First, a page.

Anthony F.T. Brown, Victoria Brazil

Research output: Chapter in Book/Report/Conference proceedingChapterEducationpeer-review


Scope of the problem Expert consensus defines constipation as at least two of the following in any 12-week period in the previous 12 months (Rome Criteria): fewer than three bowel movements (BMs) per week; hard stool, a sense of incomplete evacuation, or excessive straining in more than 25% of BMs; a need for digital manipulation to facilitate evacuation. Patients perceive being constipated somewhat differently. They use the term to mean straining (81%), hard, pellet-like stools (72%), an inability to defecate when desired (34%), or infrequent defecation (33%). Whatever patients mean by constipation, it should be recognized as a symptom, not a diagnosis. The prevalence of constipation in the young adult population of industrialized nations is as high as 20%, rising to 30-40% in those over 65 years of age. Women are twice as likely to report constipation than men (18.3% vs. 9.2%), and much more likely to seek care for it (35.6% vs. 19.5%). At least 20% of the population habitually uses over-the-counter laxative preparations.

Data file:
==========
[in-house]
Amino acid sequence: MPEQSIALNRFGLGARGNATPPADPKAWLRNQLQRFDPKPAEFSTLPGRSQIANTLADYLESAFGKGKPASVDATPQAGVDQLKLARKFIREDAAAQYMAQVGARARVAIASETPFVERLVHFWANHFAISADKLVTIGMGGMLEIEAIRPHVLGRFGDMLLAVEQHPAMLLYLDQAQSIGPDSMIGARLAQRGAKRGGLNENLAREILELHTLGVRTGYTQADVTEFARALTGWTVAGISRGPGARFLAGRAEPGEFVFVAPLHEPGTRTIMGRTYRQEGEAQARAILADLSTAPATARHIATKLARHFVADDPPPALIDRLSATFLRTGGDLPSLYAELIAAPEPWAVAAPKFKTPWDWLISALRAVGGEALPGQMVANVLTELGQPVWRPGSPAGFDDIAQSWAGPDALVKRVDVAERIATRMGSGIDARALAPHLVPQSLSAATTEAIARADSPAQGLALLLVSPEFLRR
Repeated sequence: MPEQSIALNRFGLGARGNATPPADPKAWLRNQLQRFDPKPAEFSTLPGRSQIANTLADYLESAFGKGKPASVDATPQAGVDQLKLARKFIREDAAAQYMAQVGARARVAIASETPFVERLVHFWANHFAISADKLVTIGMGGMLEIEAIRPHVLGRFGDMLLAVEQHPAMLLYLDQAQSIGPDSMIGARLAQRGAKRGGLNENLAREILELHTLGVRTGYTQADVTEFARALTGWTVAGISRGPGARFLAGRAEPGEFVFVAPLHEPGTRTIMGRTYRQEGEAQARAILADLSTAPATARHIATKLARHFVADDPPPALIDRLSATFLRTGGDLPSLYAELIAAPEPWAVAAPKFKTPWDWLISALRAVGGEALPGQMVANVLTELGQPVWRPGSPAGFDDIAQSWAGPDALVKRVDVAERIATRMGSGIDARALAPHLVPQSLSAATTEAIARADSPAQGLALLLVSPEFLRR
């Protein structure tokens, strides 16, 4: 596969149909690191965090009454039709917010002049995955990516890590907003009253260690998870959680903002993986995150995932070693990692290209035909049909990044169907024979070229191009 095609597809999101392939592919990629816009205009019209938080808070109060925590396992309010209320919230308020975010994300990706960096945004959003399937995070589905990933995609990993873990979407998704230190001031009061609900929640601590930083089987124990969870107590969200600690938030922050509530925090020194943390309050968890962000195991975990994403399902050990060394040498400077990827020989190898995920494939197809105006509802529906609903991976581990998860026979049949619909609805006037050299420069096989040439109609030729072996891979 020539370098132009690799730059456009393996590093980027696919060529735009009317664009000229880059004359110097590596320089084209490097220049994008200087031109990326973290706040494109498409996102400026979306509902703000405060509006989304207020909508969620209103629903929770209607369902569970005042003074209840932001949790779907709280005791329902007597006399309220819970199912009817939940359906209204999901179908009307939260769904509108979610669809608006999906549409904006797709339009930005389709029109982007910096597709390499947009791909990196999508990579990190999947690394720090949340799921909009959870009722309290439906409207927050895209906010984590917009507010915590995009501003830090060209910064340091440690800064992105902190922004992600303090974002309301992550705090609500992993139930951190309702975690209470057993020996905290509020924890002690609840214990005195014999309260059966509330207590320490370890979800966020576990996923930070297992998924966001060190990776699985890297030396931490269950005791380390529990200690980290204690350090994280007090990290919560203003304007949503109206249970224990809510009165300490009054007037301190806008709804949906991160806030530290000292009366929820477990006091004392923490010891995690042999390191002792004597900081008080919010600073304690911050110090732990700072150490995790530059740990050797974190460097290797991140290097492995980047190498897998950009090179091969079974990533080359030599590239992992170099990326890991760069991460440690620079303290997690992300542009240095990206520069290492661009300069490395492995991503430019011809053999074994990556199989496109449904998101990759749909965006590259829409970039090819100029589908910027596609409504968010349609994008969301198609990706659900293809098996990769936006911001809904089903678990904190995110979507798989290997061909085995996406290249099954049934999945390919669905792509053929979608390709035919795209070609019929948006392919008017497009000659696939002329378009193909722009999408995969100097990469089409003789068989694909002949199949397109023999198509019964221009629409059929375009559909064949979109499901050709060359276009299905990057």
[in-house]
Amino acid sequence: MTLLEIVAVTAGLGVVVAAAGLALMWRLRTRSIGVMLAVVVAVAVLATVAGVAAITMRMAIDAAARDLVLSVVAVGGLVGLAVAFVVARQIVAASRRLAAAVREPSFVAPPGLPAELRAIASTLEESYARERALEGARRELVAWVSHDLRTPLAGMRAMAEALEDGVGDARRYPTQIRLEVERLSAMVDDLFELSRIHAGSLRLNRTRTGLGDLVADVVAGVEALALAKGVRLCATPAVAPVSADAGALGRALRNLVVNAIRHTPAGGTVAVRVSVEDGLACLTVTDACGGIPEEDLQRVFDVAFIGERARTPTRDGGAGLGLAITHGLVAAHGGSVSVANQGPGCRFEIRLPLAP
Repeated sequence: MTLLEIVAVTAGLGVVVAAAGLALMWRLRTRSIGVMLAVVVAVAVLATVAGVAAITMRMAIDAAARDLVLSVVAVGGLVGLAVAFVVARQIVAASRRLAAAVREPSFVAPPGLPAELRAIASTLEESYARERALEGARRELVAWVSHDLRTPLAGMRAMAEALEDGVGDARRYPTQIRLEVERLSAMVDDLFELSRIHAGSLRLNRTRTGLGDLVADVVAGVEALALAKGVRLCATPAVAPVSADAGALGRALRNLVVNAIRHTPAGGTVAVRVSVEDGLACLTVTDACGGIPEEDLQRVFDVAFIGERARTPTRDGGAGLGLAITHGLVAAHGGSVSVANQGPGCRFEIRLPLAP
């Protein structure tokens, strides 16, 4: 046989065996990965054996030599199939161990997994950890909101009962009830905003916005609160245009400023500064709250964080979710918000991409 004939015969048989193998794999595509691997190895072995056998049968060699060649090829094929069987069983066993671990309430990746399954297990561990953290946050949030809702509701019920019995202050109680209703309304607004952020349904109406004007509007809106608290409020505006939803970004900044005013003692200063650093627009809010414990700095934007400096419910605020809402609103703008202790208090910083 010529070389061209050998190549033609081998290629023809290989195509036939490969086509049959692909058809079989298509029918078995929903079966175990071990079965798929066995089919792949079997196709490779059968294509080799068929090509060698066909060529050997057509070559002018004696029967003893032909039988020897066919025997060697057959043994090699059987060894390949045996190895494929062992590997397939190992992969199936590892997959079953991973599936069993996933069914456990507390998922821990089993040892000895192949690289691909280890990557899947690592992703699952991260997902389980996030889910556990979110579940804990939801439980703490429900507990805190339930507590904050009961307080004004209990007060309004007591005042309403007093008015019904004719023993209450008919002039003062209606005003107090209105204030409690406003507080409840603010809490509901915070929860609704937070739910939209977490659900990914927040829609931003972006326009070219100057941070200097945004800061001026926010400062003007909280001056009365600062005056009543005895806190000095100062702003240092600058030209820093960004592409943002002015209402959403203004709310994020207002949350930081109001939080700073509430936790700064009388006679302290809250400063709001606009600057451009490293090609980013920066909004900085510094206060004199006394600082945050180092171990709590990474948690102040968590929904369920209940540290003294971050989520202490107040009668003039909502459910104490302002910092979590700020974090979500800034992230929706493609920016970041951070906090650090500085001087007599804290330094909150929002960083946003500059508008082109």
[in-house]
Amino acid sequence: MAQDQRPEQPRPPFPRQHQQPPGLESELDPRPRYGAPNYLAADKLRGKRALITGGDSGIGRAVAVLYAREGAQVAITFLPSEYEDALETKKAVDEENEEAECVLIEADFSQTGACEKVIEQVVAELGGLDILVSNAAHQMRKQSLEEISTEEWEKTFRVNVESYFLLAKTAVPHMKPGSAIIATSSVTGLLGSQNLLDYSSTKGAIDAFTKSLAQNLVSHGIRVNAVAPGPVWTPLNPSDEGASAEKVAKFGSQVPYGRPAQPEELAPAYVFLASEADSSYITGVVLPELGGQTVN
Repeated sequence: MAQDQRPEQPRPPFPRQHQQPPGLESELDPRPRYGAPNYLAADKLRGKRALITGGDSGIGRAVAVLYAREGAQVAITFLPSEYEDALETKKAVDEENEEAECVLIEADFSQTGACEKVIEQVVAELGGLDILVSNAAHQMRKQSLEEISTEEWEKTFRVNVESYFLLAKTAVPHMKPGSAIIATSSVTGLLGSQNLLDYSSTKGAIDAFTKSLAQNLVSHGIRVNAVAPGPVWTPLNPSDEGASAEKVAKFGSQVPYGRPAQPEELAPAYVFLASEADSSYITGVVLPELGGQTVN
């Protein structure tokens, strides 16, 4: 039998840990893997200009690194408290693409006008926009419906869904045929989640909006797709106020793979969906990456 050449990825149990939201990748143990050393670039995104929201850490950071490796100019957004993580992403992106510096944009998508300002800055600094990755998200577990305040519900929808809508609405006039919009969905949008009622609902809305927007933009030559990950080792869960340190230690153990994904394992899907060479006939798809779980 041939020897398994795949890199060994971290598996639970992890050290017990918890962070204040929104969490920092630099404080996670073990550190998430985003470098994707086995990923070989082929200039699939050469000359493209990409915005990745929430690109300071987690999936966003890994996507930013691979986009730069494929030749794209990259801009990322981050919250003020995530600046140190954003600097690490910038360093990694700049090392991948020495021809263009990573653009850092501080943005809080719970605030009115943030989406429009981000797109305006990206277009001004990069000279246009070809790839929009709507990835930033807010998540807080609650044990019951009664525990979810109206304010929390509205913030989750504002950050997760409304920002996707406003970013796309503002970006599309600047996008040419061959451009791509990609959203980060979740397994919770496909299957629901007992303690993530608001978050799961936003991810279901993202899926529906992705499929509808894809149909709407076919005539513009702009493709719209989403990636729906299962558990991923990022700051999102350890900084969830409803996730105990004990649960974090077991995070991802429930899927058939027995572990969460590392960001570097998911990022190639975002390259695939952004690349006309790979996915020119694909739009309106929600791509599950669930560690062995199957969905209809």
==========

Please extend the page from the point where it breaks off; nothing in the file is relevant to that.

Original languageEnglish
Title of host publicationAn Introduction to Clinical Emergency Medicine
EditorsS. V. Mahadevan, Gus M. Garmel
PublisherCambridge University Press
Number of pages7
ISBN (Electronic)9780511852091
ISBN (Print)9780521747769
Publication statusPublished - 5 May 2012
Externally publishedYes


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